non sum dignus
I would be very interested to hear the opinion of classicists on the validity of the claims made in the following excerpts of an article on Roman profanity. For those of you who don't know whether the following claims are historically accurate, the excerpts are still a jolly interesting read.
“Man invented curse-words to give form and substance to his malign wishes, and he invented swear-words to back up his vows and establish his veracity.” - Burges Johnson, The Lost Art of Profanity (1948)
You might expect the Greeks who supposedly had a word for everything (actually they didn’t: no noun for “orgasm”, though one supposes they did have them) and the Romans (likewise lacking a term for “suicide”, despite all that falling on swords in Shakespeare) with their reputation for plain speaking would not line up with the American Indians, Japanese, Malayans, and Polynesians who do not curse [...].
-- [...] The great advantage of polytheism is that it gives you a generous choice of gods to invoke. Thus, Greeks and Romans could swear from the top with “By Zeus” or “By Jupiter”, or by the god of choice - Apollo, Hermes, Venus, etc. - or with laconic inclusivity “By All The Gods.” One character in Plautus’ play Bacchides gets the best of both maledictory worlds, taking four lines to list fifteen individual deities before capping his inventory with “And All The Other Gods As Well,” earning from a bystander the awestruck compliment “Boy, can he swear!” Jupiter, incidentally, slid into English in 1570 via the euphemism “By Jove”, [...]. A few of the Twelve Olympians (themselves only allowed to swear by the infernal river Styx) rarely had their names taken in vain [...]. [...]
The Cretans evidently went overboard in blasphemy. An ancient commentator on Plato records that their king, Rhadamanthus, outlawed divine oaths and substituted “By The Dog”, “By The Goose”, and sundry other zoological zappers. The first of these was famously the favourite expostulation of Socrates, occasionally expanded to “By The Dog Of Egypt.” Why, we don’t know. [...]
-- The comedians Aristophanes and Cratinus confirm the antiquity of “By The Dog” and “By The Goose”. Likewise, “Hound” as a curse entered English around the year 1000 [...]. As early as Homer, both men and women were routinely abused as “Dogs”, and in Petronius’ comic novel Satyricon [...] a drunken wife apostrophises her husband as “Cur”. This provokes him enough to thump her, perhaps an unsurprising reaction: the lexicographer Hesychius says “dog” was slang for “prick.” It was also the lowest throw in Roman dice, so she could additionally be saying “You Zero.” And dogs, especially puppies, were allegedly adept at performing cunnilingus on their mistresses, thereby adding another lexical level - [...]. [...]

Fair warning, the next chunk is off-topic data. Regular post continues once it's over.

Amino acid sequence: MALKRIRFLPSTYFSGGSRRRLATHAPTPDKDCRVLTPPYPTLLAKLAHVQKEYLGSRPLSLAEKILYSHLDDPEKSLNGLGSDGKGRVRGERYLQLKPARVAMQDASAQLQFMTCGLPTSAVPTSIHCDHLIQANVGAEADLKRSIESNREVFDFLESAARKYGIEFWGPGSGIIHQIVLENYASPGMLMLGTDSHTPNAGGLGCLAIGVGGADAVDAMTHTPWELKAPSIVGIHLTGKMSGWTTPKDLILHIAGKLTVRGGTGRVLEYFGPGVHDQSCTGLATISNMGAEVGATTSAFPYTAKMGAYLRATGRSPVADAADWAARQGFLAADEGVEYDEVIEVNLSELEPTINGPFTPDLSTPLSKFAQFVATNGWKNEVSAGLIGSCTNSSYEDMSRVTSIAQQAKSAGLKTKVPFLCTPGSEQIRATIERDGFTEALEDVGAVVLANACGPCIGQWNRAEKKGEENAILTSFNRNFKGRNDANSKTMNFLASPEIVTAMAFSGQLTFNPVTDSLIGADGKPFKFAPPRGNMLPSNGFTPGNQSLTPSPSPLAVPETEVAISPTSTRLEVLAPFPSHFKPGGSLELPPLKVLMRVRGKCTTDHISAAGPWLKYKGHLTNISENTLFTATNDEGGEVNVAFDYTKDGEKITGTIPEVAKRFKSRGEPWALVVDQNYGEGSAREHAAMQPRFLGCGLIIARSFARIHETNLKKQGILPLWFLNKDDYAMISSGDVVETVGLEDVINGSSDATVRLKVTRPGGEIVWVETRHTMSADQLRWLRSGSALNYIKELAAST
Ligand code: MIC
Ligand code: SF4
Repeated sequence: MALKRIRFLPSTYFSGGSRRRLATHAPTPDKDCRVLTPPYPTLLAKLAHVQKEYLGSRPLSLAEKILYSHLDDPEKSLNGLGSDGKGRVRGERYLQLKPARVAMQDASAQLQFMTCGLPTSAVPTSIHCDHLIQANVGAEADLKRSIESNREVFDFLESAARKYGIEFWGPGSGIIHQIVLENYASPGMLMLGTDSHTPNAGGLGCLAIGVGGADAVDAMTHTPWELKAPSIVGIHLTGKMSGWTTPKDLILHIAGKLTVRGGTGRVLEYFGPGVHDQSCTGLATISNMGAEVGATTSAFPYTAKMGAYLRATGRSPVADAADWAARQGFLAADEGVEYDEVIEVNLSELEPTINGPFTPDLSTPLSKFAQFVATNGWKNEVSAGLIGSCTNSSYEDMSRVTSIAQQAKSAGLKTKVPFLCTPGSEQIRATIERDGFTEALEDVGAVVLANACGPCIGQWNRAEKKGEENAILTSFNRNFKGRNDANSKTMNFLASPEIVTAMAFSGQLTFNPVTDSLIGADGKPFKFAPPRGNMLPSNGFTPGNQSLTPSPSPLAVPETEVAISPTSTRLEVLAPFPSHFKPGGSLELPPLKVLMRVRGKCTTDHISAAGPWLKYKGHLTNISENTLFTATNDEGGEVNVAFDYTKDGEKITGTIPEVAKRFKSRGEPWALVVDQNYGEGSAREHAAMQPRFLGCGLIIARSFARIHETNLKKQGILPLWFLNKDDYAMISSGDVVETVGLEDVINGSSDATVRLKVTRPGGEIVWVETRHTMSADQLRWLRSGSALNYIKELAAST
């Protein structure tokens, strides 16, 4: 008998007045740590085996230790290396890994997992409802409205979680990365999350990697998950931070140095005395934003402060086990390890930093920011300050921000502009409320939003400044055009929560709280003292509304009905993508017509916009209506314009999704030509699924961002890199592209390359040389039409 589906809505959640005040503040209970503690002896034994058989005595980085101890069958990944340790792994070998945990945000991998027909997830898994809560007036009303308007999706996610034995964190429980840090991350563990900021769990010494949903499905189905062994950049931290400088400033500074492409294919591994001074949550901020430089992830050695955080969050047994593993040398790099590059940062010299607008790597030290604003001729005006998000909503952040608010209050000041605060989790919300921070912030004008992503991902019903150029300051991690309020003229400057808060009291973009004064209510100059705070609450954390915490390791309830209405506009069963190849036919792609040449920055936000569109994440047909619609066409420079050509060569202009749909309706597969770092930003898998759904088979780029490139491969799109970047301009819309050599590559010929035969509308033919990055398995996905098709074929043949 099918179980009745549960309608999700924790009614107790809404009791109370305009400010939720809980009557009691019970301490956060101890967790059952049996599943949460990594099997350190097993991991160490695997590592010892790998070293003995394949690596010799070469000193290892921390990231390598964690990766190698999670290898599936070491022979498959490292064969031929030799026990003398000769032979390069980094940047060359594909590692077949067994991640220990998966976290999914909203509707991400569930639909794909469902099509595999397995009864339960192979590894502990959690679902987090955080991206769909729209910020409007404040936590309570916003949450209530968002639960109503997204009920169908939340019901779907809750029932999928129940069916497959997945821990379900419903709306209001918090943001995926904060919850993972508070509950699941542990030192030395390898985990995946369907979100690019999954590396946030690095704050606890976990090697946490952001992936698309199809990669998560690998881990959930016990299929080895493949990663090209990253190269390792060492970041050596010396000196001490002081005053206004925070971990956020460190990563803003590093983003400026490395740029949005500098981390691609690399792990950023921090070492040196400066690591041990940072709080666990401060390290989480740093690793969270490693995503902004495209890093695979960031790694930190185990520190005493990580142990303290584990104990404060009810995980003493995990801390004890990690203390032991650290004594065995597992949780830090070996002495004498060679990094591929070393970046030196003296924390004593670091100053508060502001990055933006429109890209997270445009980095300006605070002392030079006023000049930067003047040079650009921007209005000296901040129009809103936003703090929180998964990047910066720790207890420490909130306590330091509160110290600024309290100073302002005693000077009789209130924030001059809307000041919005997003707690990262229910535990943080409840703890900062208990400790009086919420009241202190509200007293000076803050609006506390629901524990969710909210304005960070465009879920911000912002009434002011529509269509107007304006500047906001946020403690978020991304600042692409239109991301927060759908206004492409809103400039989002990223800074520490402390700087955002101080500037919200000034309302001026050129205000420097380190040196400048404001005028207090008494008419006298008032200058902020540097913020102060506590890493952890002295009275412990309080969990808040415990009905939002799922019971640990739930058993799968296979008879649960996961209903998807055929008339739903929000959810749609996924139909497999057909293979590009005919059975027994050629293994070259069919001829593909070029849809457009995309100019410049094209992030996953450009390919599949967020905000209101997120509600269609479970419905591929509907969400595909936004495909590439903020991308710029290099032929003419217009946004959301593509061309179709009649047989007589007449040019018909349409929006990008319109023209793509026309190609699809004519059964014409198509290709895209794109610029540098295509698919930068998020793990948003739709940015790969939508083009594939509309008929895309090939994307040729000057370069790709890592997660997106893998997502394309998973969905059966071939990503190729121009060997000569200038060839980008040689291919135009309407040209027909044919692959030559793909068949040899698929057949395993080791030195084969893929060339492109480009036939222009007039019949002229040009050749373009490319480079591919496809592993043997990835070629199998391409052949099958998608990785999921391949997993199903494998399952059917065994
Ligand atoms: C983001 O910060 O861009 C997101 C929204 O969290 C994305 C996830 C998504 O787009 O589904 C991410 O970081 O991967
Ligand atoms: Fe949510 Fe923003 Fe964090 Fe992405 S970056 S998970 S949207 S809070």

-- In Latin both the F- and C- words are primary obscenities of equal weight, unlike English - “c**t” is still avoided on the BBC even by those who have no qualms about “f**k.” Though they look similar, lexicographers don’t think the words futuo and cunnus are the direct ancestors of the English ones - if they were, why did “c**t” not enter English until c. 1230 and “f**k” only in 1503?
[...] Strangely or otherwise, these words are not used as expletives. “F**king Hell” in Latin would be futuens orcus , but no such locution exists. There is no logical reason why a Roman could not have said it, but its absence from Pompeian graffiti seems decisive. Nor, at any written level, do they address each other as fututor (“you f**ker”) - but did Roman yobs never shout Futue Off at each other on Saturday nights? It’s the same with cunnus, except for a single Pompeian graffito which aims it at a male homosexual. Quite why this is so remains a mystery. Romans were not squeamish about calling each other “b**ger”, “c**ks**ker”, “c**t-l**ker”, “p**ck”, and “sodomite”, [...] and the quality and price of a b**w-job are frequently animadverted upon in the graffiti. The most concentrated shower of filth comes in the Priapea, a collection of anonymous short poems in which Priapus, [...]. [...]
-- [...] Masturbari and masturbator have no direct synonyms, and there is a distinct shortage of expressions comparable to “toss off” or “beat your meat”, though Aristophanes does have the god Dionysus “scratching my chickpea.” [...]
-- “P**ck” was a Roman favourite. Catullus calls an enemy “you f**ked-up mentula “ (the basic word) in one poem. In another, he tells how the orator Calvus was heckled by an audience member shouting “you loud-mouthed p**ck” (diserte salaputium). A graffito, complete with drawing of penis, dubs Pompey “not a man but a p**ck” (sopio). [...] At quite a different semantic level, the emperor Augustus called Horace “cleanest of c**ks” in a friendly way, perhaps comparable to amicable British uses of this word. [...] Penis and testicles go together, not just anatomically. It must have been a godsend for Roman lawyers that testis means both “witness” and “testicle” - likewise for wits in general that anus is both “bum” and “old woman” - albeit Cicero (notorious for his cutting wit) doesn’t much go in for it: too infantile, perhaps. But he will talk about “Rome having its balls (coleos) cut off” in a treatise on oratory. A speaker in Petronius laments “if only we had the balls,” while the contemporary poet Persius groans “if only we had a drop of our fathers’ spunk.” Natural functions play their part. [...]
-- [...] Overall, despite the huge gaps in our knowledge, we are probably as safe in applying to ancient swearing as to modern the remark of Jonathan Swift, himself no mean coprologist, “oaths are the children of fashion.”
- Baldwin. B. (2005) Classical Swearing: A Vade-Mecum, retrieved from http://www.shattercolors.com/nonfiction/baldwin_swearing.htm, at December 13, 2013.